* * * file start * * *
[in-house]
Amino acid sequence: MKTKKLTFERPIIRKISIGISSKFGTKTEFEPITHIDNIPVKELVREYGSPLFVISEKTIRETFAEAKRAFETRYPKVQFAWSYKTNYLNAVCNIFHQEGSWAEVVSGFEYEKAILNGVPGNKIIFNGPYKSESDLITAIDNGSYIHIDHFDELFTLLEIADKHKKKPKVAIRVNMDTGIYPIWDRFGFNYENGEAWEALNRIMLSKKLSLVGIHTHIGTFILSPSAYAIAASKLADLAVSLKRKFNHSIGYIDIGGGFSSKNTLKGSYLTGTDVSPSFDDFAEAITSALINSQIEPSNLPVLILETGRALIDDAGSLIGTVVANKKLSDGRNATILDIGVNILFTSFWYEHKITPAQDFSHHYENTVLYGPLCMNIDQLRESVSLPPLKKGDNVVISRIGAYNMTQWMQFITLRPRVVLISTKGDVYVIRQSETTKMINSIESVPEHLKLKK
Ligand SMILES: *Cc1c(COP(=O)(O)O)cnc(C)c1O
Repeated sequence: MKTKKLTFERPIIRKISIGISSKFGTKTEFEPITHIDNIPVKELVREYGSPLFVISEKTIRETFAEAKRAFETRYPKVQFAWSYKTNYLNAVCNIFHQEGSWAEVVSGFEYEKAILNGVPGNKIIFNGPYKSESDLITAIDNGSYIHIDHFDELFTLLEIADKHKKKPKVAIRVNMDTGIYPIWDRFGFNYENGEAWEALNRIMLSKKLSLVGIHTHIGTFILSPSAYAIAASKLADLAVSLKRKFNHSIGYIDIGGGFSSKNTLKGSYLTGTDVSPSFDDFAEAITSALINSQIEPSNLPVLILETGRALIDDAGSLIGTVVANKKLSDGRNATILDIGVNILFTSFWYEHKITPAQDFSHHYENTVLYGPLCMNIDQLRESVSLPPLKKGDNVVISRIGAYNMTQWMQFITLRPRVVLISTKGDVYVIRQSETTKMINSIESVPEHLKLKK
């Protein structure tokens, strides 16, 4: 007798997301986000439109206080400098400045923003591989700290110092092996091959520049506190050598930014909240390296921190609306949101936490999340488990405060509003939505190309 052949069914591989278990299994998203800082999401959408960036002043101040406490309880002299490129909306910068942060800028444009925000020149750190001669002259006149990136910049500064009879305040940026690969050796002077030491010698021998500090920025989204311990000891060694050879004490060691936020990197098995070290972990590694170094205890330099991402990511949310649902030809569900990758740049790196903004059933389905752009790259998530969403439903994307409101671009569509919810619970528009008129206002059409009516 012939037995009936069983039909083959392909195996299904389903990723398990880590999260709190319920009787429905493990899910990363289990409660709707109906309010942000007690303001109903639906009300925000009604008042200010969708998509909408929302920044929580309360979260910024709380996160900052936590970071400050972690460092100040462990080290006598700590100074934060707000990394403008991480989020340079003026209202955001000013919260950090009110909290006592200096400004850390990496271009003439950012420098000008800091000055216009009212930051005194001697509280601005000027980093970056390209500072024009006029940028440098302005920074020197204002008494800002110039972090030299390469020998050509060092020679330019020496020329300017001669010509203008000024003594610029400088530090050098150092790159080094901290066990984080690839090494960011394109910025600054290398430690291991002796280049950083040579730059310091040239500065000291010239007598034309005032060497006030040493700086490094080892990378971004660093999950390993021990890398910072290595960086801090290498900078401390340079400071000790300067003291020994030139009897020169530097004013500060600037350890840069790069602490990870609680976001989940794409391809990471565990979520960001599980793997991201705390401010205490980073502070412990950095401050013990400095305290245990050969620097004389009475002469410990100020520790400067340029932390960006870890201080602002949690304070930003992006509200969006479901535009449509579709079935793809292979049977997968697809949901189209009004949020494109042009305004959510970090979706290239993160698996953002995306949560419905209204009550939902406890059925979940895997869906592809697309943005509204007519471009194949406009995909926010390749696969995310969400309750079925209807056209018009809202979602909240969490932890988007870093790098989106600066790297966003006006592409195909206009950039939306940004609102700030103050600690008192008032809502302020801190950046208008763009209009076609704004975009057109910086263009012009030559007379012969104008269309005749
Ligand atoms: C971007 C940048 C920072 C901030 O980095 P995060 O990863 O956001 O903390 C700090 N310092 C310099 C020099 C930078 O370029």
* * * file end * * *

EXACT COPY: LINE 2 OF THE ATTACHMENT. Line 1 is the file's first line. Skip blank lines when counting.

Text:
Amino acid sequence: MKTKKLTFERPIIRKISIGISSKFGTKTEFEPITHIDNIPVKELVREYGSPLFVISEKTIRETFAEAKRAFETRYPKVQFAWSYKTNYLNAVCNIFHQEGSWAEVVSGFEYEKAILNGVPGNKIIFNGPYKSESDLITAIDNGSYIHIDHFDELFTLLEIADKHKKKPKVAIRVNMDTGIYPIWDRFGFNYENGEAWEALNRIMLSKKLSLVGIHTHIGTFILSPSAYAIAASKLADLAVSLKRKFNHSIGYIDIGGGFSSKNTLKGSYLTGTDVSPSFDDFAEAITSALINSQIEPSNLPVLILETGRALIDDAGSLIGTVVANKKLSDGRNATILDIGVNILFTSFWYEHKITPAQDFSHHYENTVLYGPLCMNIDQLRESVSLPPLKKGDNVVISRIGAYNMTQWMQFITLRPRVVLISTKGDVYVIRQSETTKMINSIESVPEHLKLKK